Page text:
NOVEMBER 30, 2020
Wolff backs TV replays of horror Grosjean crash
Toto Wolff has backed Formula 1's decision to broadcast multiple replays of the horrifying Romain Grosjean crash on Sunday.
Daniel Ricciardo lashed out at the decision, admitting he felt "disgust and disappointment with F1" as the multiple replays ran during the red flag period.
"The way the incident of Grosjean was broadcast over and over was completely disrespectful and inconsiderate for his family - for all of our families," said the Australian.
"We were going to go racing again in an hour and every time we look at the TV it is a ball of fire and his car is cut in half. It was entertainment and they are playing with all of our emotions."
Valtteri Bottas agreed.
"I look at it once because I wanted to see what happened, but then I didn't want to see it anymore - but it was being shown again everywhere," the Mercedes driver told Ilta Sanomat newspaper.
And quadruple world champion Sebastian Vettel explained: "I went to my room. I didn't want to look at the accident very much.
"I know a lot of people like to see footage of fire like that, but this is about people. I think we shouldn't show such accidents so much on TV."
However, McLaren boss Andreas Seidl said his drivers actually wanted to watch the footage during the long red flag stoppage in order to understand what happened.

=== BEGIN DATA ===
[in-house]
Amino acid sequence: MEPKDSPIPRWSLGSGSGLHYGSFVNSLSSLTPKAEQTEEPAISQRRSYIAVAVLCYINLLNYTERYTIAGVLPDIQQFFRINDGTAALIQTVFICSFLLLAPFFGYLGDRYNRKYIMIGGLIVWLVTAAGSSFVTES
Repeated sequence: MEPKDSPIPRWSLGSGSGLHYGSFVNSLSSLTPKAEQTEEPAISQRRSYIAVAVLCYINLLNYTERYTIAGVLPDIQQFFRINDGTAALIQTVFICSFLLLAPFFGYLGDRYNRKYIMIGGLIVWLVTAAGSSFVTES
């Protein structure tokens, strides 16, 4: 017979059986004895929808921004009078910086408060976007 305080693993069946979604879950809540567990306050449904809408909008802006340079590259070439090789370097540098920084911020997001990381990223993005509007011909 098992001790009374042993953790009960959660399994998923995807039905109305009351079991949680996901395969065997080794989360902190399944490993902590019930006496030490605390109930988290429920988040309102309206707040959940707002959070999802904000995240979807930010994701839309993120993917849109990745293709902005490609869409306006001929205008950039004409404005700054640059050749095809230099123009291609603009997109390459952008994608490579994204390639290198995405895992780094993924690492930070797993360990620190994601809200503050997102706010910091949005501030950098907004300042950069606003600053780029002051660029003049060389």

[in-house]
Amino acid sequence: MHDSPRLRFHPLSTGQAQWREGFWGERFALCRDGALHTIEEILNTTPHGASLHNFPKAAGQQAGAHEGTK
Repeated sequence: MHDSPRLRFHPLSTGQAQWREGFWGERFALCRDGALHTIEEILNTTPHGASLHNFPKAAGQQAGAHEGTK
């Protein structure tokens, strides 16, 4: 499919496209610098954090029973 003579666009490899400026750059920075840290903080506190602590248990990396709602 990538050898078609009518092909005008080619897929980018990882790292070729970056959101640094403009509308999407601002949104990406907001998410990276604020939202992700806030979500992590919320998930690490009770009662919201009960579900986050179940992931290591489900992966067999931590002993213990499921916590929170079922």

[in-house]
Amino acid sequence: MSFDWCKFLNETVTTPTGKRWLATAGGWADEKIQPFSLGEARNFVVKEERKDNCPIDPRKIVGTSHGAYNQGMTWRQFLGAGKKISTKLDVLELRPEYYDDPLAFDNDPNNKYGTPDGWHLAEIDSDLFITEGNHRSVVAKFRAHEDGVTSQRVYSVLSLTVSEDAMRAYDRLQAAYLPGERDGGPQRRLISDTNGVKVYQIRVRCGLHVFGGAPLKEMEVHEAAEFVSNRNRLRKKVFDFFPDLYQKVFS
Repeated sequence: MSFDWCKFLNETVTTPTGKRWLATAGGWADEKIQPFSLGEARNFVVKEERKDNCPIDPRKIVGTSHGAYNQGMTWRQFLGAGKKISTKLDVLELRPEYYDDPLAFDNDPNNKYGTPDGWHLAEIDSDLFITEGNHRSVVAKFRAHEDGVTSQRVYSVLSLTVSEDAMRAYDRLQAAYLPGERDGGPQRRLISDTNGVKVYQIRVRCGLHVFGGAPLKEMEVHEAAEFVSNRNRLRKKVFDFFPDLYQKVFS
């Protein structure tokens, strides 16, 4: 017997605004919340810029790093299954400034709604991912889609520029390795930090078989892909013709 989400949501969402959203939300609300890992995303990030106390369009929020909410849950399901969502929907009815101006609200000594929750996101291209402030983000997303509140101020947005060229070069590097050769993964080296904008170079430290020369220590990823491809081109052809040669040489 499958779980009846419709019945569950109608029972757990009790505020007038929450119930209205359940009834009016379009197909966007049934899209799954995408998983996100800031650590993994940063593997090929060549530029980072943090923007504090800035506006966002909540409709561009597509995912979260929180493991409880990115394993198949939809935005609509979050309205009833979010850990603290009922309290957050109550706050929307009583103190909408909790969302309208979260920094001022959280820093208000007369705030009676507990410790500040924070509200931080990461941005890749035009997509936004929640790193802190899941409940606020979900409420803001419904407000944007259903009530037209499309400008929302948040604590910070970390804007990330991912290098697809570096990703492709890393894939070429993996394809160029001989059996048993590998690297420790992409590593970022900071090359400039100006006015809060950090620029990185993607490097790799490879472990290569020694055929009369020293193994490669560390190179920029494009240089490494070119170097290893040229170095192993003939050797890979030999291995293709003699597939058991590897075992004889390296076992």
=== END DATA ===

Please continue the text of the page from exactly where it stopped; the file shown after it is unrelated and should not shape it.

"I spoke briefly with my drivers before the second start," he said. "Everyone processes it in their own way.
"Carlos and Lando looked at the images from the pitwall - that was their way of dealing with it."
Bottas thinks Formula 1 fans should express their opinion about the way in which the sport handled the situated from a broadcasting point of view.
"I think the fans and viewers should be asked if they want to see it 20 times," he said.
"Personally, I wanted to avoid it because I had a race to focus on."
However, Bottas and Lewis Hamilton's boss thinks the replays of the incident can be justified on the grounds of "transparency" in the internet age.
"If Romain had been more seriously injured, we would have withdrawn our cars," said Toto Wolff. "Life is more important than racing.
"But we should show the replays of the accident. We need transparency," the Mercedes chief added. "Otherwise, someone would have filmed it on a phone camera and put it on the internet.
"Either way, you can watch the recordings of what happened," said Wolff.